MPs want National Drug Authority to regulate drug prices
By Patrick Jaramogi
Members of Parliament want National Drug Authority (NDA) to regulate drug prices in the country.
The Members of House committee on health made the proposal in a meeting with NDA board and top management at their premises in Wandegeya.
“We have a lot of issues that we need to know as a committee responsible for health. We need to know why for instance the locally manufactured drugs are more costly than the imported ones and why similar medicines are charged differently,” Kenneth Omona committee chairperson asked.
Other members on the committee include Bududa woman MP Justine Khainza, Dr. Lulume Bayigga (Buikwe South), Betty Amongi (Oyam South), Chris Baryomunsi (Kinkizi East) and Aol Betty Ocan (Gulu).
“We need to know why for instance a panadol costs sh500, in some pharmacies, sh1000 in another and 5,000 or 10,000 in some. Why is this so?” asked Omwona.
The NDA board Chairman Dr Sam Zaramba pointed out that locally manufactured drugs were more expensive due to the high costs of production coupled with high power tariffs and water bills.
“The government charges taxes on raw materials used for making these medicines yet the imported drugs are not taxed. So it is very hard to find locally produced drugs cheaper,” said Zaramba.
He said the issue of regulation would be history once the Uganda Food and Medicines Authority comes into place.
“We are lobbying for the formulation of UFMA so as to solve all these problems. The draft has been sent back to cabinet after stakeholders discussed it and we are appealing to parliament to pass the bill fast,” said Zaramba.
The NDA boss Dr Gordon Sematiko said the prices of the drugs can’t be the same because of various brands.
“The price difference on medicines depends on the brand of the drugs. Like Panadol (paracetamol) the original manufacturers of the drug still make it. It also depends on the packaging of the medicine,” said Sematiko.
He however, said NDA is proposing coming up with price control despite the liberalization of the economy. “We can’t start saying sell drugs at this price because Uganda’s economy is liberalised,” he said.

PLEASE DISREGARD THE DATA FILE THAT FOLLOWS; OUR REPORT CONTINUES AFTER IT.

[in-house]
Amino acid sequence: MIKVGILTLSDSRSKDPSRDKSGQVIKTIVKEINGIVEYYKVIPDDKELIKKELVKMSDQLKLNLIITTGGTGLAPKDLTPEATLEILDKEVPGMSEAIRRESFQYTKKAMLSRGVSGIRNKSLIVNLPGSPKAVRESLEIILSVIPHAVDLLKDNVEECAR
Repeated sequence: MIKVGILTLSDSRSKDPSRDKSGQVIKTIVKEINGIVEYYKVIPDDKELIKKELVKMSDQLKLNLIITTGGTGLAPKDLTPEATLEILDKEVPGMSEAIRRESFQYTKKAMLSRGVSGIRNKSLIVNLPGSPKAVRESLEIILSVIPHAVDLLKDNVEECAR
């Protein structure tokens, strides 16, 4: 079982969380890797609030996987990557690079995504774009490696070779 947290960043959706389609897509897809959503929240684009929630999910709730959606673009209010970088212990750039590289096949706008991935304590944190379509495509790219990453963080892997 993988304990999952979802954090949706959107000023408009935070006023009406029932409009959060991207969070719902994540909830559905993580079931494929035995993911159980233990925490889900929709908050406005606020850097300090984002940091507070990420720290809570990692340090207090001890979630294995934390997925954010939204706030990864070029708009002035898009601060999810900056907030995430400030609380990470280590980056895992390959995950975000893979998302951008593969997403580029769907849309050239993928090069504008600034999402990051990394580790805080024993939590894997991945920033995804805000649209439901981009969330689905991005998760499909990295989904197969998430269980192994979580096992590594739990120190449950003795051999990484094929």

He said local drugs are still expensive because local manufacturers like Rene Pharmaceuticals, Abacus and Quality Chemicals still employ foreign expatriates who are highly paid. “Uganda as a country must start thinking of polishing the human resource to compete for such jobs so as lower production costs,” he said.
Dr Grace Nambatya Kyeyune the director of Research Natural Chemotherapeutics said if the current Bill (Uganda Food and Medicine Authority) that is to be tabled in Parliament is passed, the issue of piracy will be addressed.
Nambatya noted that the Bill will mitigate the issue of costs among the local drug producers. “Most local drug manufacturers want to start herbal lines but the cost of power can’t allow them. But with the Bill we shall have a say to the power regulators,” she said.
Sematiko said the Bill will help NDA handle the products while other firms handle the processes.
But Dr. Hussein Oria, the head of pharmacy at the college of Health Sciences who is also the president of the Pharmaceutical Society of Uganda said regulating the price of medicine was practically impossible.
“Uganda doesn’t have a policy on price regulation. We are operating in a liberalized economy. Those who can afford expensive drugs can do so while those who can’t afford can opt for cheaper ones,” he said.